Home on a snow day with her family, Alice declares herself “King Alice” and demands that her father plays with her. They settle on making a book together, a story about King Alice and her royal knights. At first, the book is really short, just one chapter. But after her parents suggest that there may be more to the tale, Alice has more ideas. She occasionally takes a break to play with toys but is soon back again creating more chapters. After lunch, the idea is a Unicorn Party in the book but when King Alice gets too enthusiastic and hits her father with her unicorn toy she has to sit in time out. With apologies made, the book and the story continue with new ideas all the way through dinner, bathtime and in bed.
There is such honest on the pages of this picture book. From parents who are loving and also set limits and consequences to Alice’s attention span for a large project like this. It is delightful to have a creative process documented with new ideas taking time but also being immensely exciting. Alice’s parents are involved, but it is also her book done with her father’s support. It’s great when he is caught up in the project and Alice is ready to walk away.
The illustrations are loose and flowing. They show an active family willing to make messes with their daughter. Alice’s book is shown in crayon illustrations and neatly written words by her father.
A creative and imaginative picture book sure to be king of the shelves. Appropriate for ages 4-6.
Reviewed from copy provided by Feiwel and Friends.
Vernon Is on His Way: Small Stories by Philip C. Stead (9781626726550)
Vernon has returned for a second book following A Home for Bird, along with his friends Skunk and Porcupine. In three short stories, readers get to delight in even more time with these characters. The first story is told almost entirely in images since it’s about waiting. Vernon waits and waits until he suddenly realizes that he’s under way already! In the second story, the three of them head out to go fishing. Porcupine though worries that he is ruining the trip for everyone because he’s never been fishing before. As the story goes on it becomes apparent that none of them know what fishing trips actually are, but their version is a huge success for all of them anyway. In the last story, Vernon creates a special garden for himself filled with things he loves and that remind him of Bird. Porcupine and Skunk want to help Vernon feel better about missing Bird, but they struggle to find the right thing to bring him. Along the way they accidentally find exactly what he needs.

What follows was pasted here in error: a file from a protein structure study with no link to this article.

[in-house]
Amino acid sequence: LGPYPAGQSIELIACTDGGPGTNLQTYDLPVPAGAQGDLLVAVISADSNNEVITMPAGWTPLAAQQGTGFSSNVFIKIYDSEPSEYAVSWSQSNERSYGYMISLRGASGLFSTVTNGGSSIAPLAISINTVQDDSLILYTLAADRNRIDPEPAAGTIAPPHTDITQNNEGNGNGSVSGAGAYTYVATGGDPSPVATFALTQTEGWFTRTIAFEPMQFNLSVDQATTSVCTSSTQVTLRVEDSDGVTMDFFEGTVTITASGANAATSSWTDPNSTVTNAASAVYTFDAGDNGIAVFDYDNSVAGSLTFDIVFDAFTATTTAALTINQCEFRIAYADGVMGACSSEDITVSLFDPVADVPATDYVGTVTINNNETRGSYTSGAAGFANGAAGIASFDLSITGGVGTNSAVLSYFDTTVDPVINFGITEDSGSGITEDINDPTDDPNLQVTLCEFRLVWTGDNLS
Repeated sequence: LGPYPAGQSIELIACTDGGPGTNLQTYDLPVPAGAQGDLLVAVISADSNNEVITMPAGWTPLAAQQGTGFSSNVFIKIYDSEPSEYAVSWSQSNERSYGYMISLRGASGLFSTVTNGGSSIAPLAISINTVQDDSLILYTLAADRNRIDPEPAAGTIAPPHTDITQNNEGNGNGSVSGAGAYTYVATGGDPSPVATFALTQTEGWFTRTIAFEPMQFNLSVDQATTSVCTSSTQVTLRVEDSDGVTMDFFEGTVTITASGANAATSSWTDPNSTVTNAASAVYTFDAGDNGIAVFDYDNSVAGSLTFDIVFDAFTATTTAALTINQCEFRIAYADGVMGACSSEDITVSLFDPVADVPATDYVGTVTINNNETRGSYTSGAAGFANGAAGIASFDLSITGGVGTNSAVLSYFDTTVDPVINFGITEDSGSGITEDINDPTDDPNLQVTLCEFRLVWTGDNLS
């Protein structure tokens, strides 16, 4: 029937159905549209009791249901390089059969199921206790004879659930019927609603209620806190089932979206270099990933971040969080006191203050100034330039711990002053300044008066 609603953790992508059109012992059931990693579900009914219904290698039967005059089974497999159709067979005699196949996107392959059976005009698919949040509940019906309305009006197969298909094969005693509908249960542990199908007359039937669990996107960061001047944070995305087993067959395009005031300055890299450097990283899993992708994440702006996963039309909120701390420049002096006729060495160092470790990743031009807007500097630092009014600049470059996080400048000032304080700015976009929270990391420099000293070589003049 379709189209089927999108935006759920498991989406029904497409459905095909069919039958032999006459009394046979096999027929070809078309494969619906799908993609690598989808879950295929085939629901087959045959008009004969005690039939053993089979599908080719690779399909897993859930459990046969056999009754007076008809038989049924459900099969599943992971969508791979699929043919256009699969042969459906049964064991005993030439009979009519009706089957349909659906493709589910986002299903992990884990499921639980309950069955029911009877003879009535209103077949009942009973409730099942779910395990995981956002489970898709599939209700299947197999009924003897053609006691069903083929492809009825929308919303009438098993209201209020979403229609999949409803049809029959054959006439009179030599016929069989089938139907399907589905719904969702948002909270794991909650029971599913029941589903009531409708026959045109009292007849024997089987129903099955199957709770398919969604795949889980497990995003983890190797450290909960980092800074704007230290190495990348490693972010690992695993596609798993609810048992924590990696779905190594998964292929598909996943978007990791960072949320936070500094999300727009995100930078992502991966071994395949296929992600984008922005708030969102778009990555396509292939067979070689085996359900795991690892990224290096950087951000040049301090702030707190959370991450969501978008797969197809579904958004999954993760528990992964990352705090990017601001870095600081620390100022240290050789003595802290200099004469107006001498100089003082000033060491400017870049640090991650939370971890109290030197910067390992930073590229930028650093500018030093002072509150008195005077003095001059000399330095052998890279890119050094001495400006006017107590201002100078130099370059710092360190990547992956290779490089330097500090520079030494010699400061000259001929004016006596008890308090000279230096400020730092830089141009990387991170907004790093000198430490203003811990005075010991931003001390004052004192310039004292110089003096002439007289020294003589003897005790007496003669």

As always, Stead hits just the right notes with this book. The three characters are each unique and interesting. Vernon stays as the focal point of the stories but shares the limelight particularly with the worrying Porcupine this time. These books feel like instant classics, the characters will remind readers of Pooh and Eeyore. They are characters you want to spend more time with as they head out on their small adventures together. The illustrations are classic Stead where he uses the white space on the pages very effectively to create space and sometimes longing.
Another winner from Stead that belongs in every library. Appropriate for ages 4-7.
Reviewed from copy provided by Roaring Brook Press.
Catching a Storyfish by Janice N. Harrington (InfoSoup)
Moving away from Alabama is hard for Keet. She is moving closer to her beloved grandfather though, which helps. The two of them spend days together fishing, something that Keet used to find challenging because she loves to talk and tell stories. But at her new school, she is teased for her accent and suddenly her words start to dry up. She finds it hard to make friends and even at home she isn’t talking much. Slowly though, Keet starts to find her voice again and makes a new friend. Just as she starts to talk though, her grandfather suffers a stroke and struggles with the slow recovery. Keet though has just the solution, showing him the way forward with stories.